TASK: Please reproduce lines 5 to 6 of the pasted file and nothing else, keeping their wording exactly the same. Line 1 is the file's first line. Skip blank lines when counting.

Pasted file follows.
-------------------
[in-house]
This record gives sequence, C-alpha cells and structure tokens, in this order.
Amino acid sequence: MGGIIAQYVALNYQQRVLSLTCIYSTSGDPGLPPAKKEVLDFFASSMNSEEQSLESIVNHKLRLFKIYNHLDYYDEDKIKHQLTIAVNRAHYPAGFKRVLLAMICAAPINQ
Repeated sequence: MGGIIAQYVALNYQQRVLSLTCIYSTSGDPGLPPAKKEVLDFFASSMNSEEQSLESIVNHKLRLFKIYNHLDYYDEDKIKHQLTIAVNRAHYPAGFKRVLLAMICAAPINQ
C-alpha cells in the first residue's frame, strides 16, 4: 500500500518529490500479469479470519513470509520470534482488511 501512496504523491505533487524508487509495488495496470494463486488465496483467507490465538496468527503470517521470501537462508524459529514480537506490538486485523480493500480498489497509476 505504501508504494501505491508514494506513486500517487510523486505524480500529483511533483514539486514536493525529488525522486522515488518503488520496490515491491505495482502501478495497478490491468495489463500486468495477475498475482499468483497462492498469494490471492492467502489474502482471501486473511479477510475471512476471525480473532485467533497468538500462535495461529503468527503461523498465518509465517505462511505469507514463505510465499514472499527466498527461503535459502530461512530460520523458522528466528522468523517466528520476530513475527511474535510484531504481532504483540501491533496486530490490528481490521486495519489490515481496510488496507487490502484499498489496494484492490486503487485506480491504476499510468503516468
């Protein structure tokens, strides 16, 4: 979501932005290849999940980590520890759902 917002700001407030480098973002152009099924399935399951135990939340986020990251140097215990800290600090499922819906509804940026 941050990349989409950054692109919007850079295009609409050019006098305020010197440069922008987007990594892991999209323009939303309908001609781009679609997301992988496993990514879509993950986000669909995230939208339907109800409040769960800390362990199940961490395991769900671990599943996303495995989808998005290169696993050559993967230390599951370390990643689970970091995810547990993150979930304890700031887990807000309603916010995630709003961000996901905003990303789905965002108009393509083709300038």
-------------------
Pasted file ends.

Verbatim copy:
C-alpha cells in the first residue's frame, strides 16, 4: 500500500518529490500479469479470519513470509520470534482488511 501512496504523491505533487524508487509495488495496470494463486488465496483467507490465538496468527503470517521470501537462508524459529514480537506490538486485523480493500480498489497509476 505504501508504494501505491508514494506513486500517487510523486505524480500529483511533483514539486514536493525529488525522486522515488518503488520496490515491491505495482502501478495497478490491468495489463500486468495477475498475482499468483497462492498469494490471492492467502489474502482471501486473511479477510475471512476471525480473532485467533497468538500462535495461529503468527503461523498465518509465517505462511505469507514463505510465499514472499527466498527461503535459502530461512530460520523458522528466528522468523517466528520476530513475527511474535510484531504481532504483540501491533496486530490490528481490521486495519489490515481496510488496507487490502484499498489496494484492490486503487485506480491504476499510468503516468
């Protein structure tokens, strides 16, 4: 979501932005290849999940980590520890759902 917002700001407030480098973002152009099924399935399951135990939340986020990251140097215990800290600090499922819906509804940026 941050990349989409950054692109919007850079295009609409050019006098305020010197440069922008987007990594892991999209323009939303309908001609781009679609997301992988496993990514879509993950986000669909995230939208339907109800409040769960800390362990199940961490395991769900671990599943996303495995989808998005290169696993050559993967230390599951370390990643689970970091995810547990993150979930304890700031887990807000309603916010995630709003961000996901905003990303789905965002108009393509083709300038």